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Joining the powerhouse duo of Raising Hope and New Girl on Fox’s Tuesday nights is The Mindy Project, created by and starring The Office’s Mindy Kaling. While this series isn’t quite as fully realized as Ben and Kate, it nonetheless shows enough comedic snap in the pilot to hint at significant potential.
Kaling plays Mindy Lahiri, a successful OB-GYN and partner in a multi-doctor practice. It’s the familiar trope of the woman who has it all together in her professional life but has a personal life in utter disarray. At least in this version, Kaling completely delivers on the notion that her single life is a train wreck, but her belief in a fairy-tale ending keeps her relentlessly in the hunt. Part of the shtick is that Mindy was raised on sappy romantic comedies and has bought the lie entirely, which makes her journey that much less likely to succeed. (Also, she can’t see that she’s trying too hard and is terrible at choosing men and filtering her every thought.)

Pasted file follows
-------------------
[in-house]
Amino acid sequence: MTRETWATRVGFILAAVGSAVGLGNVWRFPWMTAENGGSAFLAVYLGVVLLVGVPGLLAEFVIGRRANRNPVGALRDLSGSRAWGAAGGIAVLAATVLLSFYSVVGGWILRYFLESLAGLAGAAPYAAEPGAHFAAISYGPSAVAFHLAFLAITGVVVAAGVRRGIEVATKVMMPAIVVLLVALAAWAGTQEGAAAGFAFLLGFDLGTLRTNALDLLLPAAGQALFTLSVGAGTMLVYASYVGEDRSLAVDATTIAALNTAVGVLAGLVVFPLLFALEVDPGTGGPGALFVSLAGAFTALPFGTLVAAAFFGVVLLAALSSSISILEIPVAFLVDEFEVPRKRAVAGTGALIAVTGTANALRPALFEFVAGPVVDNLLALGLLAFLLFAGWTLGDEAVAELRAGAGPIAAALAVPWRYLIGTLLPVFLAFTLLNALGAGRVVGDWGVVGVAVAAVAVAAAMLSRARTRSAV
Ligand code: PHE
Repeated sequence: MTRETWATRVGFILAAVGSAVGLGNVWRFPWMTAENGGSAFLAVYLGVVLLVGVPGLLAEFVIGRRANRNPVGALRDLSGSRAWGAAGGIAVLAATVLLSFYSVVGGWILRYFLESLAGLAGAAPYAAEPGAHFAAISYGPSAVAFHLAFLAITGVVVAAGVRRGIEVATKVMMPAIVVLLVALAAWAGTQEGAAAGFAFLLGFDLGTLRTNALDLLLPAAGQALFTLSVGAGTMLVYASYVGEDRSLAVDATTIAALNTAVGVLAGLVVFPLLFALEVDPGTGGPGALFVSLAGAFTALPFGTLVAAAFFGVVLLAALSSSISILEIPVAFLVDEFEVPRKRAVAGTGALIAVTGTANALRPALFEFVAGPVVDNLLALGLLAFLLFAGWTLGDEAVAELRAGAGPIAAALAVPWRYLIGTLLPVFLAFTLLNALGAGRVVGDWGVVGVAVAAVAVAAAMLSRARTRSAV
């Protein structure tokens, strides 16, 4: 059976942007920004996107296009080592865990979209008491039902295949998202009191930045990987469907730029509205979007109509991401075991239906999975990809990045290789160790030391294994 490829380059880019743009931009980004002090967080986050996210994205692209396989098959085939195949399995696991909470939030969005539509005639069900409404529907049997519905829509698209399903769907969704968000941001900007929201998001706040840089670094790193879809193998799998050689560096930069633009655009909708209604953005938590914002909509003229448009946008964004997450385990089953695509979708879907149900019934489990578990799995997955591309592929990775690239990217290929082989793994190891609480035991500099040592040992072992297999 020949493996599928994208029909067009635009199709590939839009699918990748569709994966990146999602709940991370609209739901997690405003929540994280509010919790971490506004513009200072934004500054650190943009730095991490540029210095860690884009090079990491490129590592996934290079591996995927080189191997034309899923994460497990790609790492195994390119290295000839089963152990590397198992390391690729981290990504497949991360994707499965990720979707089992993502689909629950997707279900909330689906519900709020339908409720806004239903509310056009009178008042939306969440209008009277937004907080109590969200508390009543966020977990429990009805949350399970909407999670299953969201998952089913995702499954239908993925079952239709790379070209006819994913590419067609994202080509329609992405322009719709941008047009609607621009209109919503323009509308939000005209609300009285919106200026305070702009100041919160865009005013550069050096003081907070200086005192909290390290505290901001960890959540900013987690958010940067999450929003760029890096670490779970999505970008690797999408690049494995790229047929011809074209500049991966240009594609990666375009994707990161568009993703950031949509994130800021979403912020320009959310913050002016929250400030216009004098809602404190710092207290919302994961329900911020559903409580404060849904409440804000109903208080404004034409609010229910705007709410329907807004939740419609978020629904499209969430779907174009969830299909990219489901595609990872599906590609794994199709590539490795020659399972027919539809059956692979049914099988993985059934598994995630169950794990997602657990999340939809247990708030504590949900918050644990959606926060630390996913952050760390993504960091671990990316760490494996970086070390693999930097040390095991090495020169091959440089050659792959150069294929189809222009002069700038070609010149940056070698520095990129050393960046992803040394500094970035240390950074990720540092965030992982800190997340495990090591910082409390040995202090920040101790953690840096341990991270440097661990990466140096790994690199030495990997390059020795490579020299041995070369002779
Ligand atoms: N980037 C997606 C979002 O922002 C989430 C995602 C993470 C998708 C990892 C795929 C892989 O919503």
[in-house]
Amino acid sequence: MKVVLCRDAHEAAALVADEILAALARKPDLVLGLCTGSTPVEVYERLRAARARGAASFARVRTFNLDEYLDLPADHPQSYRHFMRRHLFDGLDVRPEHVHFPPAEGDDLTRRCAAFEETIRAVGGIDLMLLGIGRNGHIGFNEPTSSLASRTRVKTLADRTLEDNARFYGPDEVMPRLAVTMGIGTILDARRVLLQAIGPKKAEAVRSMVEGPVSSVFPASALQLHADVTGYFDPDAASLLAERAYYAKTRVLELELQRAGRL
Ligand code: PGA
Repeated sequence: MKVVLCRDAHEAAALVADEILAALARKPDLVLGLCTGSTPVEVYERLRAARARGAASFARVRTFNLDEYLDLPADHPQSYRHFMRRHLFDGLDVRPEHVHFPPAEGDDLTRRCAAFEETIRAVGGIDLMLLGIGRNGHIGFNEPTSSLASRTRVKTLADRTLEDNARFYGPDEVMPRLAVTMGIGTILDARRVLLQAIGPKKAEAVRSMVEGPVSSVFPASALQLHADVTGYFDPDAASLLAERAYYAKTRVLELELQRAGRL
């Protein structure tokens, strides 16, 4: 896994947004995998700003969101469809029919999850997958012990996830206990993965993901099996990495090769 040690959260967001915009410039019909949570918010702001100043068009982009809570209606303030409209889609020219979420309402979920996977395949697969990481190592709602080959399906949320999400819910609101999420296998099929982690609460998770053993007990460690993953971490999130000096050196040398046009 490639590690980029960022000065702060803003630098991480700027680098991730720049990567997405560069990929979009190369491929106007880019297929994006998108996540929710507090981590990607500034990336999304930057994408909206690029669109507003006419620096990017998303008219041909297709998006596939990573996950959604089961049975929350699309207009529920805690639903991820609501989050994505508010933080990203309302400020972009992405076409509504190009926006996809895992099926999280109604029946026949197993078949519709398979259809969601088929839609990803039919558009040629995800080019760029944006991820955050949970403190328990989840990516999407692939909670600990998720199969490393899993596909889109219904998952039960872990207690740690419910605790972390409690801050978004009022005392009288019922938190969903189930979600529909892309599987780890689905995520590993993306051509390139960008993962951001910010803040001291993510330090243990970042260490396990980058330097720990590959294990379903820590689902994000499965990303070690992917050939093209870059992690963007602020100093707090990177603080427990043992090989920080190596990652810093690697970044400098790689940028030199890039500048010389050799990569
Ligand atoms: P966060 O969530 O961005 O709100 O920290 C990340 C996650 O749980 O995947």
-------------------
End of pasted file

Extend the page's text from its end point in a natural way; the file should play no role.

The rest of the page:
All of the humor mined from that comes from Kaling’s believable desperation as the character. What’s less defined and thus not yet working is the OB-GYN practice and myriad doctors in it. The conceit feels as tacked on as Christina Applegate’s job on NBC’s Up All Night. The show just doesn’t feel comfortable in its skin yet at the office (but there’s only so much you can show or do in a 22-minute pilot, obviously). What works brilliantly, however, is Chris Messina as Danny, another doctor in the practice whose tartly dismissive personality and cockiness are ripe for some of the show’s better jokes. Danny constantly is putting down Mindy for her social failings and desperation. In one scene, he douses Mindy’s enthusiasm that her shiny gold dress is “hot and awesome” by saying that girls like that look but guys don’t. “I’m pretty sure guys like it,” says Mindy with a snap. Retorts Danny: “Oh, really, is your date with Elton John? On New Year’s Eve?”
Obviously, there’s an attraction under that sparring, but the show would be wise to avoid it. Messina’s presence spikes the laughs, and his bluntness shouldn’t, well, be blunted by a relationship.
Beyond that, it also is refreshing to see Kaling’s fearlessness about displaying insecurities. Television doesn’t have many people who look like Kaling, for starters, nor many who are willing to flaunt their (by Hollywood standards) imperfect bodies (in that respect, Kaling is a lot like Girls’ Lena Dunham).
If, like most sitcoms, Mindy still is in a growth phase, it’s clear the writing and acting are there to be developed. Here’s to one of the few half-hours of merit this season, a beacon of hope among the bleak fall offerings.
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